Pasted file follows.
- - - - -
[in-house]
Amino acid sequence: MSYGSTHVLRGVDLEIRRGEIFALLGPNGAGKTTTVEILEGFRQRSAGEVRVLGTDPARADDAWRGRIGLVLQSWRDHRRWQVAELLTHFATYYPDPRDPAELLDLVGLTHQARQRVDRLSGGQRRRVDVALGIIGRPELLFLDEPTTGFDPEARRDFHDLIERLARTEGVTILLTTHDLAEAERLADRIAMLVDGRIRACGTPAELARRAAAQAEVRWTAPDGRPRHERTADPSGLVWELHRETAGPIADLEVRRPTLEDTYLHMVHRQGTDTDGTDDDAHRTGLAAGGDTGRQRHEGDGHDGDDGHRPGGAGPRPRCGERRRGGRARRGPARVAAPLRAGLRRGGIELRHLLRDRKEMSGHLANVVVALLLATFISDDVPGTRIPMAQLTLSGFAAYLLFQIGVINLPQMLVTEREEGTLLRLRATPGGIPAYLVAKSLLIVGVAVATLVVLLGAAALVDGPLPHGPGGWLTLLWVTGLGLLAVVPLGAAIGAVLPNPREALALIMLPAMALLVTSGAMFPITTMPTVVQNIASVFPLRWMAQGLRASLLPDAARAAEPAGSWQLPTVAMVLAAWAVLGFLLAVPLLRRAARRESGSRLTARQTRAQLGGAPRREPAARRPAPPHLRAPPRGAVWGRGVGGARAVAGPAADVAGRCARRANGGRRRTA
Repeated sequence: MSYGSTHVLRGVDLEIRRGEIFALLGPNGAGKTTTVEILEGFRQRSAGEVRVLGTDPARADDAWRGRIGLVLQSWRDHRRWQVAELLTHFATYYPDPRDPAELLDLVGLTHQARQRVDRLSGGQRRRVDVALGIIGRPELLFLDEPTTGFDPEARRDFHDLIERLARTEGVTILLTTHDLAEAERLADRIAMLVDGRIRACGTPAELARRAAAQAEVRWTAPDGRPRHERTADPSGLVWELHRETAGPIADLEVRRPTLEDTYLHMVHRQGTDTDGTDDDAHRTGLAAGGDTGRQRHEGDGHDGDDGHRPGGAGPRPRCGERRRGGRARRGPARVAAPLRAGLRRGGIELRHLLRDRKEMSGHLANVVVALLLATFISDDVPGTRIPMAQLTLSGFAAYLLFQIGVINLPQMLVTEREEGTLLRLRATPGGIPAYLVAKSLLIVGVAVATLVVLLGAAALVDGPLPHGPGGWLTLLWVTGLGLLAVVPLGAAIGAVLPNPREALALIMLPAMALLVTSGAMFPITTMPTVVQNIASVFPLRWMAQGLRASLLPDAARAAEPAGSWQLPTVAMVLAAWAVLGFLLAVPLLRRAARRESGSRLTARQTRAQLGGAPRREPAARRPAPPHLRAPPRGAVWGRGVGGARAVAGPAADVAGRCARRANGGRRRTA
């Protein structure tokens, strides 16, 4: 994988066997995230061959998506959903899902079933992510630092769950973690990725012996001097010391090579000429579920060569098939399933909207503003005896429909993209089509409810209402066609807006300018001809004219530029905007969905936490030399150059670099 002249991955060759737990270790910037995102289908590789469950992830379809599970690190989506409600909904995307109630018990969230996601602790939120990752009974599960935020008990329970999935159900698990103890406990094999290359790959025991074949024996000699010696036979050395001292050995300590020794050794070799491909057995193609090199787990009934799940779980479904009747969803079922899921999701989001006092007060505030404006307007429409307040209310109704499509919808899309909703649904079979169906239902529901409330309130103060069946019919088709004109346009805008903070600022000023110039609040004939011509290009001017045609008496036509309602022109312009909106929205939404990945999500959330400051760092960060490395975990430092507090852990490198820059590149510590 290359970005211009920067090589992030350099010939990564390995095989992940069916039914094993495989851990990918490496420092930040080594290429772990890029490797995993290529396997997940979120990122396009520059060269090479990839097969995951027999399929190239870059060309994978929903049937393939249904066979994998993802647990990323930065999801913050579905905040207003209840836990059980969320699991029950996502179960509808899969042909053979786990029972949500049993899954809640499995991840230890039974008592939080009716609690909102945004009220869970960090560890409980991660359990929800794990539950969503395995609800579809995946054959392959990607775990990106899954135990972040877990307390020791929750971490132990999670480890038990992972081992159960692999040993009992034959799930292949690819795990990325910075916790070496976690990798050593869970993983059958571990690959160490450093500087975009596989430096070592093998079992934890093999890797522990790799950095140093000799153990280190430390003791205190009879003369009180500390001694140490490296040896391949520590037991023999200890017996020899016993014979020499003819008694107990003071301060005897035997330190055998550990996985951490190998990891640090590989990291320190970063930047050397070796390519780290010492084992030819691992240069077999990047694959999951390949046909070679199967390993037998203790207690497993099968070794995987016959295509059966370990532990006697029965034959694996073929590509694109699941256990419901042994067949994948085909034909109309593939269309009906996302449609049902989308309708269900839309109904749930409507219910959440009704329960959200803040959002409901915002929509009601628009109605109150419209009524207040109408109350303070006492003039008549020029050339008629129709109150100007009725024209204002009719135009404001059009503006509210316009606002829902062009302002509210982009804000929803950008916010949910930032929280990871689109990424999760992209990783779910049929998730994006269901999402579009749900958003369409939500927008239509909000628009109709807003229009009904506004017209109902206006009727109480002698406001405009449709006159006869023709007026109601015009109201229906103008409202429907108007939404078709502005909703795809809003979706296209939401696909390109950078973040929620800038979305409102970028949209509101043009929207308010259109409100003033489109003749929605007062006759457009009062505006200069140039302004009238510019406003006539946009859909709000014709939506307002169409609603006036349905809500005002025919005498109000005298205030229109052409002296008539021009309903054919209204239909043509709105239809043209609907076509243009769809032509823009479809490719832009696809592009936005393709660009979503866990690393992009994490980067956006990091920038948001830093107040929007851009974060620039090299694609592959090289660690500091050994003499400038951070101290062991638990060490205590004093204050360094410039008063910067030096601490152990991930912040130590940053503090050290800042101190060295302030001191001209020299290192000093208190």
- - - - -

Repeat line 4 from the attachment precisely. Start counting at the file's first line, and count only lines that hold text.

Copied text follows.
């Protein structure tokens, strides 16, 4: 994988066997995230061959998506959903899902079933992510630092769950973690990725012996001097010391090579000429579920060569098939399933909207503003005896429909993209089509409810209402066609807006300018001809004219530029905007969905936490030399150059670099 002249991955060759737990270790910037995102289908590789469950992830379809599970690190989506409600909904995307109630018990969230996601602790939120990752009974599960935020008990329970999935159900698990103890406990094999290359790959025991074949024996000699010696036979050395001292050995300590020794050794070799491909057995193609090199787990009934799940779980479904009747969803079922899921999701989001006092007060505030404006307007429409307040209310109704499509919808899309909703649904079979169906239902529901409330309130103060069946019919088709004109346009805008903070600022000023110039609040004939011509290009001017045609008496036509309602022109312009909106929205939404990945999500959330400051760092960060490395975990430092507090852990490198820059590149510590 290359970005211009920067090589992030350099010939990564390995095989992940069916039914094993495989851990990918490496420092930040080594290429772990890029490797995993290529396997997940979120990122396009520059060269090479990839097969995951027999399929190239870059060309994978929903049937393939249904066979994998993802647990990323930065999801913050579905905040207003209840836990059980969320699991029950996502179960509808899969042909053979786990029972949500049993899954809640499995991840230890039974008592939080009716609690909102945004009220869970960090560890409980991660359990929800794990539950969503395995609800579809995946054959392959990607775990990106899954135990972040877990307390020791929750971490132990999670480890038990992972081992159960692999040993009992034959799930292949690819795990990325910075916790070496976690990798050593869970993983059958571990690959160490450093500087975009596989430096070592093998079992934890093999890797522990790799950095140093000799153990280190430390003791205190009879003369009180500390001694140490490296040896391949520590037991023999200890017996020899016993014979020499003819008694107990003071301060005897035997330190055998550990996985951490190998990891640090590989990291320190970063930047050397070796390519780290010492084992030819691992240069077999990047694959999951390949046909070679199967390993037998203790207690497993099968070794995987016959295509059966370990532990006697029965034959694996073929590509694109699941256990419901042994067949994948085909034909109309593939269309009906996302449609049902989308309708269900839309109904749930409507219910959440009704329960959200803040959002409901915002929509009601628009109605109150419209009524207040109408109350303070006492003039008549020029050339008629129709109150100007009725024209204002009719135009404001059009503006509210316009606002829902062009302002509210982009804000929803950008916010949910930032929280990871689109990424999760992209990783779910049929998730994006269901999402579009749900958003369409939500927008239509909000628009109709807003229009009904506004017209109902206006009727109480002698406001405009449709006159006869023709007026109601015009109201229906103008409202429907108007939404078709502005909703795809809003979706296209939401696909390109950078973040929620800038979305409102970028949209509101043009929207308010259109409100003033489109003749929605007062006759457009009062505006200069140039302004009238510019406003006539946009859909709000014709939506307002169409609603006036349905809500005002025919005498109000005298205030229109052409002296008539021009309903054919209204239909043509709105239809043209609907076509243009769809032509823009479809490719832009696809592009936005393709660009979503866990690393992009994490980067956006990091920038948001830093107040929007851009974060620039090299694609592959090289660690500091050994003499400038951070101290062991638990060490205590004093204050360094410039008063910067030096601490152990991930912040130590940053503090050290800042101190060295302030001191001209020299290192000093208190």